Flexible packaging grows exports


WHILE the economic crisis in Europe and the US may seem like a long way away, it’s a very real challenge in the Western Cape where many fruit, vegetable and wine growers are having to manage the negative effects of weak demand for exports. According to the Western Cape Department of Economic Development and Tourism’s quarterly report by the Bureau for Economic Research (17 November 2011), the province produces approximately 60% of South Africa’s agricultural exports. Nearly 50% goes to Europe and the US, with countries in the European Union receiving the lion’s share of 41%.

From an export perspective, the report concludes that the Western Cape is very exposed to the heightened global economic uncertainty, particularly the developments in Europe, namely the sovereign debt crisis and severe austerity measures. This decline in demand led to a slump in Manufacturing Business Confidence during the reporting period.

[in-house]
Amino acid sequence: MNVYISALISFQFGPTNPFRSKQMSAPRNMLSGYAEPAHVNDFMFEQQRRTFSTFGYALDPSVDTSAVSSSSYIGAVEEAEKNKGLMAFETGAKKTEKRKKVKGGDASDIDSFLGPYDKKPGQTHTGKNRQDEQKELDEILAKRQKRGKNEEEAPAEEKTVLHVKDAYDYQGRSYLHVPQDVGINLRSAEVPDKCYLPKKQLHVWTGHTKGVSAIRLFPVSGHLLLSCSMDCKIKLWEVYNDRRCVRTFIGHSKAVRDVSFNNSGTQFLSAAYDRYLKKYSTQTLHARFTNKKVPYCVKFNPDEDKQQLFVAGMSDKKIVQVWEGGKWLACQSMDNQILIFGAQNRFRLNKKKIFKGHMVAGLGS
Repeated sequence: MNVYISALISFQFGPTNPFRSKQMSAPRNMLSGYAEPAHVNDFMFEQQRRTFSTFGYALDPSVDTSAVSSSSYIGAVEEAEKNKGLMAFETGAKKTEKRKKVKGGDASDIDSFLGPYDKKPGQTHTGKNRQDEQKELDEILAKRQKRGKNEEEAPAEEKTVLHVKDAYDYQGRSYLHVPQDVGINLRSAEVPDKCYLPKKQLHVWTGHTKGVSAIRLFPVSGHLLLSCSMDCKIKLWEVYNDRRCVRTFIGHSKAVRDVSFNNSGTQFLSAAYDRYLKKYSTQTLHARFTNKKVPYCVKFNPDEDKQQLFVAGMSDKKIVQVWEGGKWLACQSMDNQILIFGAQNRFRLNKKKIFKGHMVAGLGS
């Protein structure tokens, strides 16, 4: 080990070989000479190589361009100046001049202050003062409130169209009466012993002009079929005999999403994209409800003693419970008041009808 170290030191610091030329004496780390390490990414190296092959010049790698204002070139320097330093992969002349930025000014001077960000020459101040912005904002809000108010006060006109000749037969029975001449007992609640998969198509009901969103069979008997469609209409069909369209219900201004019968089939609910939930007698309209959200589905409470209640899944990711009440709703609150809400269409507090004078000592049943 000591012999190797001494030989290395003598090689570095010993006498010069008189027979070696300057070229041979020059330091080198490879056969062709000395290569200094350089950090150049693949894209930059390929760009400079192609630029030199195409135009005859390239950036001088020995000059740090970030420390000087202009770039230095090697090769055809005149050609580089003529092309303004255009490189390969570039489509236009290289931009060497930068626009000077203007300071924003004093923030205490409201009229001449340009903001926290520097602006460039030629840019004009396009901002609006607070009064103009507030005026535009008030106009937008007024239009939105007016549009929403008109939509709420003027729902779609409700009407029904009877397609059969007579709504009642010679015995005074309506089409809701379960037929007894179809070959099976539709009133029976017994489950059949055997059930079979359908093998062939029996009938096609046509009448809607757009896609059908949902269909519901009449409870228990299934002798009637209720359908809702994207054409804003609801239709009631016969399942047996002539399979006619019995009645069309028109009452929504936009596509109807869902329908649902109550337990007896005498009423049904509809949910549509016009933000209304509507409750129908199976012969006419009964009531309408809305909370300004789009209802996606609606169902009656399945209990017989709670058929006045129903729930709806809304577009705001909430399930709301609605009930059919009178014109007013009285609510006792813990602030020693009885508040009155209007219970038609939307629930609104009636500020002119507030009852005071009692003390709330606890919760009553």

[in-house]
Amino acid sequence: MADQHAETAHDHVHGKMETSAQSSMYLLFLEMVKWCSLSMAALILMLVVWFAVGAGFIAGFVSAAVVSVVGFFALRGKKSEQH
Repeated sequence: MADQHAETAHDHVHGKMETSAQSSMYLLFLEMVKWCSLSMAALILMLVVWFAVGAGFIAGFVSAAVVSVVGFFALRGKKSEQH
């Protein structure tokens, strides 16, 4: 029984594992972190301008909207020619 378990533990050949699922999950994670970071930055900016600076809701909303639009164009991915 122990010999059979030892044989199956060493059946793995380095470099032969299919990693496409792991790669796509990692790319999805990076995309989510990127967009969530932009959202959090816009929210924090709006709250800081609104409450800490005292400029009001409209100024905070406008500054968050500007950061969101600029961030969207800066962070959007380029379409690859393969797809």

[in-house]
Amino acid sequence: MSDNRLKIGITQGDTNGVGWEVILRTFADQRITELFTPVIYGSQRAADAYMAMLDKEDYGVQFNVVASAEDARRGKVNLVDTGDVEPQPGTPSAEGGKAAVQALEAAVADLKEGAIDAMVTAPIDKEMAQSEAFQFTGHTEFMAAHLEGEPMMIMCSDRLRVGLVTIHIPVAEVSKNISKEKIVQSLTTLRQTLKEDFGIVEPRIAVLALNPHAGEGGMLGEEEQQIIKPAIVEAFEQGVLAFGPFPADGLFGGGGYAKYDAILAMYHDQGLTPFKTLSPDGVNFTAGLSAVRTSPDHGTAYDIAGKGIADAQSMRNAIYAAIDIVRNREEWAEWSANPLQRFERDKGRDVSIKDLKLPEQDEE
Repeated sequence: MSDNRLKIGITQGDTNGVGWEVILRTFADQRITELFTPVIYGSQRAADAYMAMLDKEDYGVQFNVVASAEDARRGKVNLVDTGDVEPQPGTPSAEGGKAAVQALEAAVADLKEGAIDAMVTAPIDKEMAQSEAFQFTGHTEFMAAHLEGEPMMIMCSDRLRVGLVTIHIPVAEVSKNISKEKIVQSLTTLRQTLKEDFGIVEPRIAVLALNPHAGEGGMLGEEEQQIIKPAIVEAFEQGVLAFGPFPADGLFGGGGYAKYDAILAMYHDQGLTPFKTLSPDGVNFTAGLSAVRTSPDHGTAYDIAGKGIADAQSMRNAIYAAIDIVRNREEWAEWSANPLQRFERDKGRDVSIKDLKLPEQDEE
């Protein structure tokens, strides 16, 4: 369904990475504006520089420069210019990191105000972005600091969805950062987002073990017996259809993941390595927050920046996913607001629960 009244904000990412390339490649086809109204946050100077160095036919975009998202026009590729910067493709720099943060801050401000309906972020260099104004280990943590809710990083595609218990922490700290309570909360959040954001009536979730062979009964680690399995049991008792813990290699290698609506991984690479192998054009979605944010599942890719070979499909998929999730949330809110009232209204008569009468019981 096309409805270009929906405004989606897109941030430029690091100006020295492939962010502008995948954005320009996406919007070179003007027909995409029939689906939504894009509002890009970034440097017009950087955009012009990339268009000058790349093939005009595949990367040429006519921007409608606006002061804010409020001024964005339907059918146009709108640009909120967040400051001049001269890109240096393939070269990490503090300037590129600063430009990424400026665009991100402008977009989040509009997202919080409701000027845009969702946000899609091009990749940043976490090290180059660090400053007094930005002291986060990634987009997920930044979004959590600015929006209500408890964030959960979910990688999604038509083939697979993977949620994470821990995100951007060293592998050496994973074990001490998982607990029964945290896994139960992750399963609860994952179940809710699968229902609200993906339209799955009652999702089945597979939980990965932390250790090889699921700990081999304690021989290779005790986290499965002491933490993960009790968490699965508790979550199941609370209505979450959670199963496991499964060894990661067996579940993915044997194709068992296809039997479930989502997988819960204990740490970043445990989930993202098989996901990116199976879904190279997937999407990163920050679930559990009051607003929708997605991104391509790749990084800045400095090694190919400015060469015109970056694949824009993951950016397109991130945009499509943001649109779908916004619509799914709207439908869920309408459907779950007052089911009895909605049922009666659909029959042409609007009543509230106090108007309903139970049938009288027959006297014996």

But Robin Moore, the managing director of Nampak Flexible, Africa’s leading flexible packaging company, is optimistic and upbeat. “Increasingly, growers are identifying our flexible bags, pouches and sachets as a means of gaining competitive advantage in the tough export market. There’s no doubt that our A to Z range is like packaging nirvana for exporters, offering superior performance across the whole supply chain, specifically in terms of cost efficiencies, print quality, pack functionality and consumer convenience,” he says.


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